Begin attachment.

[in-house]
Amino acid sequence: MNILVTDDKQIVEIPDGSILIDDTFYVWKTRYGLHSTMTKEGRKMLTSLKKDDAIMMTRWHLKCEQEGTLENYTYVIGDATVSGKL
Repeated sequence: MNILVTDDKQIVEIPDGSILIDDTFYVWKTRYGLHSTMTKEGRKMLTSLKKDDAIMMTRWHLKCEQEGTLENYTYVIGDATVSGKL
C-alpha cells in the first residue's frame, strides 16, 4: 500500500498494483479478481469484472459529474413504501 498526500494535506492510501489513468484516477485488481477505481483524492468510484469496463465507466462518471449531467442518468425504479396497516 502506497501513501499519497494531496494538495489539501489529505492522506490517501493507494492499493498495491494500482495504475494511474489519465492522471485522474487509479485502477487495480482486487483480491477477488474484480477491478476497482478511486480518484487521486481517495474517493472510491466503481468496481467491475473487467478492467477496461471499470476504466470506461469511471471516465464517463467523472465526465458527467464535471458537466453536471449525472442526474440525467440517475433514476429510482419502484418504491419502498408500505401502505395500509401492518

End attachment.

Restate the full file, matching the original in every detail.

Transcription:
[in-house]
Amino acid sequence: MNILVTDDKQIVEIPDGSILIDDTFYVWKTRYGLHSTMTKEGRKMLTSLKKDDAIMMTRWHLKCEQEGTLENYTYVIGDATVSGKL
Repeated sequence: MNILVTDDKQIVEIPDGSILIDDTFYVWKTRYGLHSTMTKEGRKMLTSLKKDDAIMMTRWHLKCEQEGTLENYTYVIGDATVSGKL
C-alpha cells in the first residue's frame, strides 16, 4: 500500500498494483479478481469484472459529474413504501 498526500494535506492510501489513468484516477485488481477505481483524492468510484469496463465507466462518471449531467442518468425504479396497516 502506497501513501499519497494531496494538495489539501489529505492522506490517501493507494492499493498495491494500482495504475494511474489519465492522471485522474487509479485502477487495480482486487483480491477477488474484480477491478476497482478511486480518484487521486481517495474517493472510491466503481468496481467491475473487467478492467477496461471499470476504466470506461469511471471516465464517463467523472465526465458527467464535471458537466453536471449525472442526474440525467440517475433514476429510482419502484418504491419502498408500505401502505395500509401492518